- Min/max thermometer - keeping an eye on the temperature of the greenhouse will help you ensure your plants aren't getting chilled or cooked. You can choose from traditional models that sit in the greenhouse or battery-powered ones with a remote sensor whose readings you can view from the comfort of your house.
- Modular trays - have individual compartments for a number of plants within the same tray and help to avoid root disturbance when you take the plants out.
- Recycled pots - if you're concerned about using plastic, either look for recycled pots (many garden centres offer these) or use a soil-block maker which creates blocks of compost to grow your plants in.
- Clean labels - are invaluable for identifying what you're growing. These can be cleaned with wirewool or sandpaper at the end of the season so they can be reused. A pencil is the simplest way of marking them.
- Potting tray - is a useful accessory as you can stand trays and pots in it while filling them with compost and then simply tip the excess compost back into the bag so it's not wasted.
- Irrigation system - to keep the plants watered while you're out. You can run these from the mains or from a water butt using a water-butt pump to move the water.
- A watering timer/computer - will allow you to set the water to switch on and off without you needing to be there.
- Self-watering pots - with a water reservoir.
- Capillary matting - which will absorb water when you wet it and gradually release it to plants so can help keep plants on staging moist. You'll need a solid base under it though.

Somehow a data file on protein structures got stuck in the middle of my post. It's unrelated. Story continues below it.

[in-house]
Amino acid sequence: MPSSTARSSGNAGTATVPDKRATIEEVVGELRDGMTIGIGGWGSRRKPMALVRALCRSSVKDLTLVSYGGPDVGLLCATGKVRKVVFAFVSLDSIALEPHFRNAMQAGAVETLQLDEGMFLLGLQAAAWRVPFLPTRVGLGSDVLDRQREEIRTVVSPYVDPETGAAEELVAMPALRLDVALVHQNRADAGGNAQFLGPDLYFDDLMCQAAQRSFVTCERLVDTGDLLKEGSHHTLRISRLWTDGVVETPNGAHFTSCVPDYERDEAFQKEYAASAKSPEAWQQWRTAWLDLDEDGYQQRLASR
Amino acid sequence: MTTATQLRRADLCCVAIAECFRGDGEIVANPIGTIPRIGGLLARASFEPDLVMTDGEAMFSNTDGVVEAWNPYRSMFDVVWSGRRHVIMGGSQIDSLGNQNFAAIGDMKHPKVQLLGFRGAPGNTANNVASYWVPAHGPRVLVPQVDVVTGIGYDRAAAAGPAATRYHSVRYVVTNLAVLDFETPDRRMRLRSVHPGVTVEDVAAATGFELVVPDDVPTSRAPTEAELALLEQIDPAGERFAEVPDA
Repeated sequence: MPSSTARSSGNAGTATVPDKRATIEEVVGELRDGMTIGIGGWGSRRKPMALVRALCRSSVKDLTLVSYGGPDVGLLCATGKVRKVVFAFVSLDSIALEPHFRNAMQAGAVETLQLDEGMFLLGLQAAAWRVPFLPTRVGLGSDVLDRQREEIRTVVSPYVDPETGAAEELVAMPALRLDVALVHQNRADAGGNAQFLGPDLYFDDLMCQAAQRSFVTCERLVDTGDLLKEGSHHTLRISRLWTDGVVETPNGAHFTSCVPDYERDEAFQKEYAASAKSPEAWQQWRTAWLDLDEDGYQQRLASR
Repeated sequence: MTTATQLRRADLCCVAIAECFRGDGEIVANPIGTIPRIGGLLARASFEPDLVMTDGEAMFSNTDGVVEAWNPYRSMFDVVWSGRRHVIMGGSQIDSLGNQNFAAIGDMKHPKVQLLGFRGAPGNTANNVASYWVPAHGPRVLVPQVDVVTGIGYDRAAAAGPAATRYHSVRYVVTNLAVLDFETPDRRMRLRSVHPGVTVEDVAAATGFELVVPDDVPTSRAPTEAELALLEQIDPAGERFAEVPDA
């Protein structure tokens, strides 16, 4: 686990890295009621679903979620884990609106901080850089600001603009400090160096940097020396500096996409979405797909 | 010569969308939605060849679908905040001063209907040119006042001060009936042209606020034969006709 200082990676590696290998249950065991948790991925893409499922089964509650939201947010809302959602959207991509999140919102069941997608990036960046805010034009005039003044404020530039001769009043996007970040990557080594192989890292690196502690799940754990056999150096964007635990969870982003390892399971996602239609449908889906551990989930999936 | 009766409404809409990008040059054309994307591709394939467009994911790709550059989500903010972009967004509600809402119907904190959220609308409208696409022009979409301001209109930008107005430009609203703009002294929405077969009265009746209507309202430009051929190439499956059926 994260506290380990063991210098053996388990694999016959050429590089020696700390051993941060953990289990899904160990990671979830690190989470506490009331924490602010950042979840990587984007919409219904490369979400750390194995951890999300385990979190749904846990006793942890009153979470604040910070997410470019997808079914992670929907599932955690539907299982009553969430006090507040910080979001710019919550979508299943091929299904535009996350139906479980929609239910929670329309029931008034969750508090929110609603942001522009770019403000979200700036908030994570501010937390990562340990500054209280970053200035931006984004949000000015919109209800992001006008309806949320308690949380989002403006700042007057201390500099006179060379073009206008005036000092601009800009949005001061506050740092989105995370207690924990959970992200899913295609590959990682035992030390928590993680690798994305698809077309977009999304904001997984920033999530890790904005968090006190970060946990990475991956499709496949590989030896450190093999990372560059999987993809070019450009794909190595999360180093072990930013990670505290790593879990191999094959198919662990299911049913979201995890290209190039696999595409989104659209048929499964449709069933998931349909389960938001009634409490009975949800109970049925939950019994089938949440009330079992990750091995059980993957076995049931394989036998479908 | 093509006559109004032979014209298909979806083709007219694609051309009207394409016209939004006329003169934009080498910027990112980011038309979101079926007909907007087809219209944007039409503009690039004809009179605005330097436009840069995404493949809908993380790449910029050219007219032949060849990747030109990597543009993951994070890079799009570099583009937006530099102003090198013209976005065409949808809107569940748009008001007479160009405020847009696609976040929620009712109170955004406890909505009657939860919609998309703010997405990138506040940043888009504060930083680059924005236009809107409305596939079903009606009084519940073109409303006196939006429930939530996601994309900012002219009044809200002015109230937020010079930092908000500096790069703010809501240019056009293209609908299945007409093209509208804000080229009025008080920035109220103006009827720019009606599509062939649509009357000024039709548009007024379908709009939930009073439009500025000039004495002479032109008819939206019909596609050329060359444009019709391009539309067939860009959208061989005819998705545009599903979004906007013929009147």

Where should I put a greenhouse?
In practice, there are probably only one or two suitable places in your garden, so the size of greenhouse you opt for will be limited by that – which is why most people end up with a small one. Here some top tips to picking the perfect place for your greenhouse:
- The greenhouse should be sited where there is plenty of light, but not exposed to high winds.
- A sheltered spot is good, but avoid placing it under trees.
- There needs to be access space around the greenhouse for cleaning, as well as room for acclimatising greenhouse-raised plants to the outside (eg space for a cold frame).
- A heated greenhouse gives more scope for raising a wider range of seeds and cuttings earlier in the season. The nearer the greenhouse is to the house, the more economical it will be to get electricity to it. You must, by law, hire a professional electrician to do this.
You'll need an electric fan heater rated at least 2kW to guarantee keeping a standard 6ft x 8ft greenhouse frost free in most parts of the UK. If you opt for a gas or paraffin heater it'll need to be about 20 per cent more powerful to compensate for the heat lost via the greenhouse vents left open to allow poisonous gases and water vapour out and oxygen in.
Lining the glass with bubble insulation will also help to retain the heat and keep your greenhouse snug in the depths of winter.
Types of greenhouse heaters
Electric greenhouse heater
If you greenhouse has an outdoor socket with an RCD nearby, a thermostatically controlled fan heater is ideal. They're cheap to run and the fan not only helps distribute the heat but also encourages air movement which in turn reduces the risk of fungal diseases that favour still, damp air.
Bottle gas greenhouse heater
If you don't have an outdoor socket, a bottle gas heater with a thermostat is a good option. Bear in mind that they're heavier and bulkier than electric heaters. They're also trickier to switch on and have no fan so there may be cold spots in the greenhouse, particularly at floor level.
Gas heaters produce water vapour so you'll need to leave vents open for it to escape or you could run into problems with fungal diseases. Good ventilation also ensures that the heater doesn't run short of oxygen and start giving off toxic gases such as carbon monoxide.
Paraffin greenhouse heater
These heaters need to be filled up very frequently, and safety-wise there's not much to recommend as they tend to be easy to knock over and they're a fire risk.